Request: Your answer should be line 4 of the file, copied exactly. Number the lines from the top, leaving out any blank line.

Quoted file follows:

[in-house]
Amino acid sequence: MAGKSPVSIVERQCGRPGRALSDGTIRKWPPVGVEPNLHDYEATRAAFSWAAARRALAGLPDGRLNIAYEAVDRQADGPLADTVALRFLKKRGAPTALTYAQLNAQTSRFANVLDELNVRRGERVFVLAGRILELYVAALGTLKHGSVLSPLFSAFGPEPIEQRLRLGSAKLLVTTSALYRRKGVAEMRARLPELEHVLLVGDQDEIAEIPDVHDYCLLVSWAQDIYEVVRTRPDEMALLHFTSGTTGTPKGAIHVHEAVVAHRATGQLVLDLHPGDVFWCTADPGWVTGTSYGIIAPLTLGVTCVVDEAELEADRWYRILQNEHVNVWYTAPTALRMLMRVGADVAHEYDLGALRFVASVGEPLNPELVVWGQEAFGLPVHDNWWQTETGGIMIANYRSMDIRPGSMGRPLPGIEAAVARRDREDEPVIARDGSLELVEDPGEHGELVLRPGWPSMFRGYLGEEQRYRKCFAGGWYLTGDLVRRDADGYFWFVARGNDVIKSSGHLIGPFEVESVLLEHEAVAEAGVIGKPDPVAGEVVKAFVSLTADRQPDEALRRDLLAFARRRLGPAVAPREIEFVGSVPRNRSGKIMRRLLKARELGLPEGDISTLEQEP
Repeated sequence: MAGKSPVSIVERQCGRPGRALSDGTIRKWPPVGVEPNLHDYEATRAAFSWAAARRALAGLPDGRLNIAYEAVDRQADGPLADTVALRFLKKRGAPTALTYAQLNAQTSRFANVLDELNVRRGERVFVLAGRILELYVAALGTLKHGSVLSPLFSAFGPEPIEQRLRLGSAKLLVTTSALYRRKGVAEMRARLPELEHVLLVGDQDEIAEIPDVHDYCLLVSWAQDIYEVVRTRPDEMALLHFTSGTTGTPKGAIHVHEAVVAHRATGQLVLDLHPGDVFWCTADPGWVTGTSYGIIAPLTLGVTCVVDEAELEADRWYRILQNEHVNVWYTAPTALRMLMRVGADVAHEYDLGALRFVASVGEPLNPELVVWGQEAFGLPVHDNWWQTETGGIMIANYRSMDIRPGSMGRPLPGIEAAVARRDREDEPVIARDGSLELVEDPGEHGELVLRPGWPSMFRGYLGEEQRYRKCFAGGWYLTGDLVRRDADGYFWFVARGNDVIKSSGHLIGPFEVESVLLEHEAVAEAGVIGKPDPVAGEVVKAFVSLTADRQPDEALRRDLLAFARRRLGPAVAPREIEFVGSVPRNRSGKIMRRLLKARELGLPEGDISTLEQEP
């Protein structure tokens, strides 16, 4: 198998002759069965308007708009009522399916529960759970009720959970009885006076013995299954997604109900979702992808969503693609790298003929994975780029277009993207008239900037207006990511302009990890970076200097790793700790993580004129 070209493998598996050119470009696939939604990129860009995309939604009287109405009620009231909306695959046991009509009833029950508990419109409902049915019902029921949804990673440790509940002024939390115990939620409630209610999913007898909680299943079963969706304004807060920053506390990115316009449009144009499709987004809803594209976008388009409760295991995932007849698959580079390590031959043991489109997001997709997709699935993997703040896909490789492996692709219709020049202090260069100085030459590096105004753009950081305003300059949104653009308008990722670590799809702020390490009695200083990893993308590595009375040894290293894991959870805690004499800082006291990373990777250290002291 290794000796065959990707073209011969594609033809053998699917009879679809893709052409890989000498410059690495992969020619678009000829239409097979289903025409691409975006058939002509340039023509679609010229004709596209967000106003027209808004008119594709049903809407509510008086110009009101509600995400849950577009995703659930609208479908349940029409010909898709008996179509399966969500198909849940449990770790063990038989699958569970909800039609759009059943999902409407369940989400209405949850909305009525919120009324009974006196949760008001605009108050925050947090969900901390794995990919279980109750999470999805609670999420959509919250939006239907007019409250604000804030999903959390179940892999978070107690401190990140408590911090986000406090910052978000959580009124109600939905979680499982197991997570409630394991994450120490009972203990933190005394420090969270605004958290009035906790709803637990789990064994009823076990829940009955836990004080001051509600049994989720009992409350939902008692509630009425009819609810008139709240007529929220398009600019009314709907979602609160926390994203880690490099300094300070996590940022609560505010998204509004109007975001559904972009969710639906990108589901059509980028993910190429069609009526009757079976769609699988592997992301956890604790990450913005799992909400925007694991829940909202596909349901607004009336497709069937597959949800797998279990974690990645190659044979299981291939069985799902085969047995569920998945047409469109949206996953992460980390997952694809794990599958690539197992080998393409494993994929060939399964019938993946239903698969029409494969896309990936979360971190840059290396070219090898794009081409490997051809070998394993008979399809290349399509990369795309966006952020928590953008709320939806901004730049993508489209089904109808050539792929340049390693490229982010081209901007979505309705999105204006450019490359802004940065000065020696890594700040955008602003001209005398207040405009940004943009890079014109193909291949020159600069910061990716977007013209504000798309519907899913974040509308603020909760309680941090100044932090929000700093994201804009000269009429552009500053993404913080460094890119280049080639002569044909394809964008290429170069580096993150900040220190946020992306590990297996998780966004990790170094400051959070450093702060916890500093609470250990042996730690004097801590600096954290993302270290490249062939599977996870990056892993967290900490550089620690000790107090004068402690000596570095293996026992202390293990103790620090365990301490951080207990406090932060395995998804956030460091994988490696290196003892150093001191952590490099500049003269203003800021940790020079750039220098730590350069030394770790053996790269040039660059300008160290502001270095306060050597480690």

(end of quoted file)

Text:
């Protein structure tokens, strides 16, 4: 198998002759069965308007708009009522399916529960759970009720959970009885006076013995299954997604109900979702992808969503693609790298003929994975780029277009993207008239900037207006990511302009990890970076200097790793700790993580004129 070209493998598996050119470009696939939604990129860009995309939604009287109405009620009231909306695959046991009509009833029950508990419109409902049915019902029921949804990673440790509940002024939390115990939620409630209610999913007898909680299943079963969706304004807060920053506390990115316009449009144009499709987004809803594209976008388009409760295991995932007849698959580079390590031959043991489109997001997709997709699935993997703040896909490789492996692709219709020049202090260069100085030459590096105004753009950081305003300059949104653009308008990722670590799809702020390490009695200083990893993308590595009375040894290293894991959870805690004499800082006291990373990777250290002291 290794000796065959990707073209011969594609033809053998699917009879679809893709052409890989000498410059690495992969020619678009000829239409097979289903025409691409975006058939002509340039023509679609010229004709596209967000106003027209808004008119594709049903809407509510008086110009009101509600995400849950577009995703659930609208479908349940029409010909898709008996179509399966969500198909849940449990770790063990038989699958569970909800039609759009059943999902409407369940989400209405949850909305009525919120009324009974006196949760008001605009108050925050947090969900901390794995990919279980109750999470999805609670999420959509919250939006239907007019409250604000804030999903959390179940892999978070107690401190990140408590911090986000406090910052978000959580009124109600939905979680499982197991997570409630394991994450120490009972203990933190005394420090969270605004958290009035906790709803637990789990064994009823076990829940009955836990004080001051509600049994989720009992409350939902008692509630009425009819609810008139709240007529929220398009600019009314709907979602609160926390994203880690490099300094300070996590940022609560505010998204509004109007975001559904972009969710639906990108589901059509980028993910190429069609009526009757079976769609699988592997992301956890604790990450913005799992909400925007694991829940909202596909349901607004009336497709069937597959949800797998279990974690990645190659044979299981291939069985799902085969047995569920998945047409469109949206996953992460980390997952694809794990599958690539197992080998393409494993994929060939399964019938993946239903698969029409494969896309990936979360971190840059290396070219090898794009081409490997051809070998394993008979399809290349399509990369795309966006952020928590953008709320939806901004730049993508489209089904109808050539792929340049390693490229982010081209901007979505309705999105204006450019490359802004940065000065020696890594700040955008602003001209005398207040405009940004943009890079014109193909291949020159600069910061990716977007013209504000798309519907899913974040509308603020909760309680941090100044932090929000700093994201804009000269009429552009500053993404913080460094890119280049080639002569044909394809964008290429170069580096993150900040220190946020992306590990297996998780966004990790170094400051959070450093702060916890500093609470250990042996730690004097801590600096954290993302270290490249062939599977996870990056892993967290900490550089620690000790107090004068402690000596570095293996026992202390293990103790620090365990301490951080207990406090932060395995998804956030460091994988490696290196003892150093001191952590490099500049003269203003800021940790020079750039220098730590350069030394770790053996790269040039660059300008160290502001270095306060050597480690």